While the women have proven to be more serious and willing to try new ideas, they have to fight for their place and role in the Village Development Committees. The pace of their progress in some of the villages is quite commendable.
Partnership interaction has pushed to the surface some social problems and issues in the villages, which hitherto were not considered as problems owing to the meek acceptance of dominating posturing by some. Questions are now being raised about temple entry, special drinking glasses in village tea shops, wage rates etc. One notices hidden threats and underlying fears that continue to delay and defer solutions.
A major setback for development is the lack of mutual trust in people. The apprehensions and suspicions make people appear as unwilling to contribute or give. One cannot blame them, for they have had bad experiences and plenty of sad stories to tell.
Responsibility and accountability must lead to credibility. Encouraging progress is being made in instilling elementary financial discipline. No money is to be collected without a proper receipt. All money collected must be deposited in the village development fund account in the bank, no withdrawals are allowed without a resolution of the committee, all expenditures must be property recorded, and periodic reports must be delivered to the people. Insistence on these basic controls is beginning to show results.
The above must be looked at in the background of the prevailing free and subsidy environment. We have yet to see conscious effort on the part of the Government to replace the "beneficiary culture" it has ushered into the rural community, which has made the people so dependent and expectant, when they hear the words "partnership effort".
While there is growing interest and increasing willingness at the top to associate voluntary organizations, the attitude at the lower levels of the Government machinery is annoying, frustrating and sometimes disturbing. While at the policy level voluntary organizations are considered capable of making worthwhile contribution, at the lower levels we are considered a pain in the neck. For example:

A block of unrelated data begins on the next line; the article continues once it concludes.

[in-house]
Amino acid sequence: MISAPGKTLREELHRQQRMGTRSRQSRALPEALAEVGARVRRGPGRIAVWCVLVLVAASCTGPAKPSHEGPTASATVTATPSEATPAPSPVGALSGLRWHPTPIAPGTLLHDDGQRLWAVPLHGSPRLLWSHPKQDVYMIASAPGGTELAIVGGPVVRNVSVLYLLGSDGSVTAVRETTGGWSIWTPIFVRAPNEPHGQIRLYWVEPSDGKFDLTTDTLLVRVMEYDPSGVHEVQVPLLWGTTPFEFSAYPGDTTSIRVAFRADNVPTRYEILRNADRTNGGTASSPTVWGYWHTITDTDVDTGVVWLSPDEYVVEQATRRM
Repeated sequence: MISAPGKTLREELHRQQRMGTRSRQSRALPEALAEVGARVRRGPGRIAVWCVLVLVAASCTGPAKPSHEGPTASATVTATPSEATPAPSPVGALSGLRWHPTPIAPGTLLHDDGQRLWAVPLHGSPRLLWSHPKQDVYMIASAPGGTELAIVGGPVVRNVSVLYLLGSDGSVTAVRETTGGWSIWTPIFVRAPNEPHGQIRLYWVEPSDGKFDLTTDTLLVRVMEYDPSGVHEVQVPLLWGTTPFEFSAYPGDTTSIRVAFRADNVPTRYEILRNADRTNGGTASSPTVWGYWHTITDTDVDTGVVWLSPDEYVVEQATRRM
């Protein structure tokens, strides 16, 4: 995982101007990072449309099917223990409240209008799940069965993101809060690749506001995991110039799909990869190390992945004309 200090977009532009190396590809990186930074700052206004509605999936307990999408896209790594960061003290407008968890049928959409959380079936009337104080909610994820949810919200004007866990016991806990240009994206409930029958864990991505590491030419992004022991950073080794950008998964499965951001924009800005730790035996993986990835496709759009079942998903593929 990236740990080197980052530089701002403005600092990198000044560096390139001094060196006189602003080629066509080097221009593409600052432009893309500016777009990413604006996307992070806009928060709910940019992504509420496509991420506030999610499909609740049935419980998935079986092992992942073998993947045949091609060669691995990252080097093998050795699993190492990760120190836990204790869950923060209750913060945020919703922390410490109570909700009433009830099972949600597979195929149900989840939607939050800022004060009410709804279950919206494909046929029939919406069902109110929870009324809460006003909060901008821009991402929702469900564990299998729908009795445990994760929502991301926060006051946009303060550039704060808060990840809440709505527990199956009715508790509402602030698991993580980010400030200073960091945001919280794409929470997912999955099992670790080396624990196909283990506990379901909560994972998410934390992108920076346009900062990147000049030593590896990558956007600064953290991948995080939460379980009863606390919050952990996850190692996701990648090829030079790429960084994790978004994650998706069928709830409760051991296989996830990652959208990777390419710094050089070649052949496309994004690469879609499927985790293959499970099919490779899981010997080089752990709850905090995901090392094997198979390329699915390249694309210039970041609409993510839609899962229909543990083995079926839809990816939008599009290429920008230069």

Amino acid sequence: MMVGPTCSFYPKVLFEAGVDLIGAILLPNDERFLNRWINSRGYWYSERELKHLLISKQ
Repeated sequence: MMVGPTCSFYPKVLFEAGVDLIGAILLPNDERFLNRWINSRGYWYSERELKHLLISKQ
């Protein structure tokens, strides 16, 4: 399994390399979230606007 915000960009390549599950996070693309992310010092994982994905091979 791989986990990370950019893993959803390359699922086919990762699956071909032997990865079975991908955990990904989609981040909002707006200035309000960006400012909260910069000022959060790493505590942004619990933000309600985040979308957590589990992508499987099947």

However, there is encouraging recognition of our Village Development Committees and the ADTC by the District Administration. One of our VDCs is executing a rehabilitation programme for released bonded laborers while a few VDCs are managing the village fair price shops and a few have been given the opportunity to take up village development programmes under different government provisions in place of contractors. Our ADTCs have been given a matching grant of Rs. 25,000/- each for purchase of farm implements by the Directorate of Agriculture.
We are also working with the DRDA, which has been entrusted with the new experiment of multiple financing of IRDP to voluntary organizations. While we will be working with tribals of two thandas (attached to our member villages) in the above programme, we have also assisted them in the IRDP survey in three of the five mandals in which we are operating.
We have been able to establish cordial relations with a number of the departments, particularly the Agriculture Department, from which we get good support for our ADTC activities.
The Government as a major partner is a must because of its consequential machinery, infrastructure and resources.
3. Villages in Partnership